You have probably heard the term mindless eating. It actually refers to findings from scientific experiments showing that people make almost 20 times more daily decision about food than they realize – approximately 250 decisions each day.
Mindless Eating suggests that a considerable part of our hunger is psychologically-driven, which leads us to be easily driven by tiny cues around us, such as family, friends, packages, names, labels, lights, colors, smells, shapes, distances, containers, cupboards, and distractions. Is it possible that we are not calibrated well enough to know when we are full or to know when we are hungry?
The gist of the study goes like this:
Endless bowl group – participants ate from a bowl that automatically refilled from the bottom. The participants did not know this was happening.
Normal bowl group – participants ate from a bowl that did not automatically refill. As they ate, they could see there was less food left on the bowl.
Those in the endless bowl group ate 73% more food until they thought they were full, compared to those in the normal bowl group. This confirmed scientific hypothesis — that our eyes are the main factors in determining when we think we are full.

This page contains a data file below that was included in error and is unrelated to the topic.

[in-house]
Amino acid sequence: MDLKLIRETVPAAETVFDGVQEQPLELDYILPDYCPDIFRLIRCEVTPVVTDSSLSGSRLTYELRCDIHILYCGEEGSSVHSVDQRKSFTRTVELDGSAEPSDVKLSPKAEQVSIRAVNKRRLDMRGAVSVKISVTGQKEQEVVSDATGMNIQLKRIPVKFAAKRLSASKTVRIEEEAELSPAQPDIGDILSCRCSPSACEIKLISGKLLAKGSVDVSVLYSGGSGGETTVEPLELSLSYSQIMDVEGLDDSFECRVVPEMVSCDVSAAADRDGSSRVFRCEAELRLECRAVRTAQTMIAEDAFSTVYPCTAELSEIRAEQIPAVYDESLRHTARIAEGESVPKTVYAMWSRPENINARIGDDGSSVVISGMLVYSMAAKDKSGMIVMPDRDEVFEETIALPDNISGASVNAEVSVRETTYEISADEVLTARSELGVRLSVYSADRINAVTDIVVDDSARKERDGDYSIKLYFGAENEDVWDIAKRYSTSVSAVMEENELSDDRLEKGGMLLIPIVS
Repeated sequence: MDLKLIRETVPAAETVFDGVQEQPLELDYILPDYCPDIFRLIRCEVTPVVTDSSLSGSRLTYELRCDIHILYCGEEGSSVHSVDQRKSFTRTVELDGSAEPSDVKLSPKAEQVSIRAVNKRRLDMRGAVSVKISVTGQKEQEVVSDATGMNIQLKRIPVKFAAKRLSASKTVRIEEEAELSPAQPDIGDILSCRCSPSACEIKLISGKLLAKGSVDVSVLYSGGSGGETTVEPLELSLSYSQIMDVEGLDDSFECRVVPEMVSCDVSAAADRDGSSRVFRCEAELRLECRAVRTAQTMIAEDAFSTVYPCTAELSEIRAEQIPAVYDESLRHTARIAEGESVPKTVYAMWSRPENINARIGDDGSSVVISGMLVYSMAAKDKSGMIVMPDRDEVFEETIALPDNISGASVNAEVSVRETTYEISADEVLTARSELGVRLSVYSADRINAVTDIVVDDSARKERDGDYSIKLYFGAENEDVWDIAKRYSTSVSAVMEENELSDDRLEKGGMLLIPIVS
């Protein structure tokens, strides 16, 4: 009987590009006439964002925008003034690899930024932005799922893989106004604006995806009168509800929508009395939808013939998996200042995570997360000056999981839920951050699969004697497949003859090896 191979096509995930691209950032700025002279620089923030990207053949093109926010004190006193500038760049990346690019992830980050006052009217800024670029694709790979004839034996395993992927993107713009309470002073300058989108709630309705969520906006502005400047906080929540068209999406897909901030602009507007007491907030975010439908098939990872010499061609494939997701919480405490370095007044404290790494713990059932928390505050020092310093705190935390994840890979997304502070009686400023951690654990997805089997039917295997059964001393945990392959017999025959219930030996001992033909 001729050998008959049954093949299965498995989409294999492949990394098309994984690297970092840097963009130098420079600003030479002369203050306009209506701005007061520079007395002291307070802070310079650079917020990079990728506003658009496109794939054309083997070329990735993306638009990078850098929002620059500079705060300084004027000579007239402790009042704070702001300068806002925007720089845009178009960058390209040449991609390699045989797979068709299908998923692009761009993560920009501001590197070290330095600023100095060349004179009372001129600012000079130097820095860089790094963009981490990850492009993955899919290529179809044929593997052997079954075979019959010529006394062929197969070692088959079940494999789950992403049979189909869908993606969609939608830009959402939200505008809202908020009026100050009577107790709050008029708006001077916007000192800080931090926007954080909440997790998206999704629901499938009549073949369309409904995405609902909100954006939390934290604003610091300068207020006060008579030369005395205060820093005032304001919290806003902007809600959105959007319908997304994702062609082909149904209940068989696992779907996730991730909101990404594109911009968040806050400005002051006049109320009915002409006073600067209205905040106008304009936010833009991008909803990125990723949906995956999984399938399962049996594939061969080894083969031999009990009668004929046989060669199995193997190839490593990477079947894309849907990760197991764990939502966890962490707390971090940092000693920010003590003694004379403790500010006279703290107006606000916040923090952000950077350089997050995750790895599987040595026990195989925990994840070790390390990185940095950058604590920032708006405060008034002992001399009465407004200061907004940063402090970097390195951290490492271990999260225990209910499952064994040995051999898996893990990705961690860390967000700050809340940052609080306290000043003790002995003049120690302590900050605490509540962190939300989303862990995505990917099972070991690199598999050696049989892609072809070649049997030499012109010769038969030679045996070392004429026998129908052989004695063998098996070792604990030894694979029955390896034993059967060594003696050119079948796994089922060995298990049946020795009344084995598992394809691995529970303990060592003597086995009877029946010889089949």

Obviously, mindless eating can lead to unhealthy habits and weight gain. However, mindless eating can also be used to your favor, so that your habits become healthier.
Some easy fixes or tricks are to get smaller plates and bowls. This works great with kids too. I actually just did this with all my kiddie plastic bowls. Now with smaller bowls, I don’t hear whining complaints like “that’s all I get?” or “that’s not enough!” when I pour an appropriate amount of food into the bowl. Reducing the number of times you look at unhealthy snacks is also key. Either don’t buy them at all or keep them out of sight. You can move healthier foods to eye-level in the refrigerator or pantry. And of course, food should be eaten in the kitchen, rather than in front of the TV.
Most of us have too much chaos going on in our lives to consciously focus on every bite we eat, and then ask ourselves if we’re full. The secret is to change your environment so it works for you rather than against you.